Monostructural Movements

What are Monostructural Movements?

Monostructural Movements refer to exercises that involve only one movement like running, biking, rowing, jump rope, or swimming.

These types of exercises are also classified as cardiovascular exercises – often called “cardio” in the mainstream fitness industry.

The term monostructural came about to provide clarity since any exercise can elicit a cardiovascular response if performed at a high-enough intensity.

KEY TAKEAWAYS
  • Monostructural movements refer to exercises that involve only one movement like running, biking, rowing, jump rope, or swimming.
  • The primary purpose of monostructural movements is to improve cardiorespiratory capacity and stamina.
  • Monostructural movements are included in CrossFit programming, either on their own for a longer distance, or a shorter distance combined with other exercises to make up a metabolic conditioning workout.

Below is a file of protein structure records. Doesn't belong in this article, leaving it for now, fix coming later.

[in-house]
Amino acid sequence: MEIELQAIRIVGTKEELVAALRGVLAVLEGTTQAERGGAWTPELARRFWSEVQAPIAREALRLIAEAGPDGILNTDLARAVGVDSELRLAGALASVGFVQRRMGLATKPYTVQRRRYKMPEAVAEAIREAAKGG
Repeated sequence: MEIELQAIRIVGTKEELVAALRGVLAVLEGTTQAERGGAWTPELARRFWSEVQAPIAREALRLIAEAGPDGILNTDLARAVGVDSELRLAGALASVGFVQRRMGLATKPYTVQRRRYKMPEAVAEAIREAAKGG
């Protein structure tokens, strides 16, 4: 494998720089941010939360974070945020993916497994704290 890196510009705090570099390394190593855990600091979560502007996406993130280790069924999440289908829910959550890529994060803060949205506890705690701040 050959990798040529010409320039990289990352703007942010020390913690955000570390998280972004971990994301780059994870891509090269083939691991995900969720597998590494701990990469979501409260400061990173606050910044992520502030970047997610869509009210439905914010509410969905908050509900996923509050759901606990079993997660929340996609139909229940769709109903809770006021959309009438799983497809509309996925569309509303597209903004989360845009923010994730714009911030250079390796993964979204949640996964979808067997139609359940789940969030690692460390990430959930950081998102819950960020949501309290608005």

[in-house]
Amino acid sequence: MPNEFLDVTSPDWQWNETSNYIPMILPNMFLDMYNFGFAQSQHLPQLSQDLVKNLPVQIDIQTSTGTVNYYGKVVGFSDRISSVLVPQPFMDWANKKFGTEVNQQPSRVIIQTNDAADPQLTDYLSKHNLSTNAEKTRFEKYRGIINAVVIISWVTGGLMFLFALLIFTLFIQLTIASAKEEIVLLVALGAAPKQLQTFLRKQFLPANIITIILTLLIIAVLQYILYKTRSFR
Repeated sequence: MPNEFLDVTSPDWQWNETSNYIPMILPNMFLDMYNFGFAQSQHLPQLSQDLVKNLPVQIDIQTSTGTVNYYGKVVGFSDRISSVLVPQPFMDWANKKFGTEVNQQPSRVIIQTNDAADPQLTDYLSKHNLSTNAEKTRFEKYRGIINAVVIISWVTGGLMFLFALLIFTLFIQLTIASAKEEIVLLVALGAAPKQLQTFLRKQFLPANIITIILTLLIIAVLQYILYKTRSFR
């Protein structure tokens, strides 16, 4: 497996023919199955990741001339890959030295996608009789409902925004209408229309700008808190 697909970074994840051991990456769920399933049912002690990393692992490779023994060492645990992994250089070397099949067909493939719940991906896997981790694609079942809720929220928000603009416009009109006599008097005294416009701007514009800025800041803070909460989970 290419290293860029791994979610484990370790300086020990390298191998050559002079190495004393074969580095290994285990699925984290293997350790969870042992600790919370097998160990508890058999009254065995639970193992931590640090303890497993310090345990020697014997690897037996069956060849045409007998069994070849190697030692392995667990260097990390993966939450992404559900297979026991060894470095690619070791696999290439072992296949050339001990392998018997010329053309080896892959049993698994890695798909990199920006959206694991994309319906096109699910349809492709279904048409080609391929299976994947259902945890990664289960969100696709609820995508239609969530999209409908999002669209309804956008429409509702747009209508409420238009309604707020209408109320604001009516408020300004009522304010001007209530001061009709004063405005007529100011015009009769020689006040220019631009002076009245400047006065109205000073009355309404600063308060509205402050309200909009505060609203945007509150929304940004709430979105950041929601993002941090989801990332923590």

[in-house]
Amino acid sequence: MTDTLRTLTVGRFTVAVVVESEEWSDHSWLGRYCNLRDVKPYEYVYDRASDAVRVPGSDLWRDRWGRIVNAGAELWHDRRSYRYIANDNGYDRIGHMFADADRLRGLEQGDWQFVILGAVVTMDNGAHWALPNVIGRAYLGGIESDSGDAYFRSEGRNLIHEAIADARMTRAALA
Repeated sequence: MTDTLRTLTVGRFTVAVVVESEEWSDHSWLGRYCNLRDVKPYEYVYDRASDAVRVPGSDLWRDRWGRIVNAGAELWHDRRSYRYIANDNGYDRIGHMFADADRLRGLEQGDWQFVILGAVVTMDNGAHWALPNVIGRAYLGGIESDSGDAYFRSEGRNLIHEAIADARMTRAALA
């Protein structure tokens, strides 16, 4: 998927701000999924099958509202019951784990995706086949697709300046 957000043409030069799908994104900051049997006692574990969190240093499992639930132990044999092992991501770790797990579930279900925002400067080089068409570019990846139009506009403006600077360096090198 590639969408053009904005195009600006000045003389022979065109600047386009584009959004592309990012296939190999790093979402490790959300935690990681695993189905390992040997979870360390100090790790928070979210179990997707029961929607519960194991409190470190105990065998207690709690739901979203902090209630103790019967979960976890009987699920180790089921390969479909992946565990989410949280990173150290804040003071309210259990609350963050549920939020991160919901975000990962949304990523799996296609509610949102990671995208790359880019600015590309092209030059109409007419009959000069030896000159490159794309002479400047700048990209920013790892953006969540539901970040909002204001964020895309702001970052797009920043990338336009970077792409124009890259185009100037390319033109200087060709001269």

Understanding Monostructural Movements

Mono means one, therefore monostructural movements mean movements that have only one structure. It is simply a term to better define “cardio” exercises like running, cycling, or rowing. The primary purpose is to improve cardiorespiratory capacity and stamina.

In CrossFit, the head coach will program monostructural movements into the WODs – sometimes as part of the metabolic conditioning workout – typically shorter distances – and sometimes on their own – typically a longer distance like a 5K run or row.

The original framework for CrossFit programming written by Greg Glassman and published in the CrossFit Journal in 2003 included a single, long, slow monostructural movement effort at least one out of every 12 days.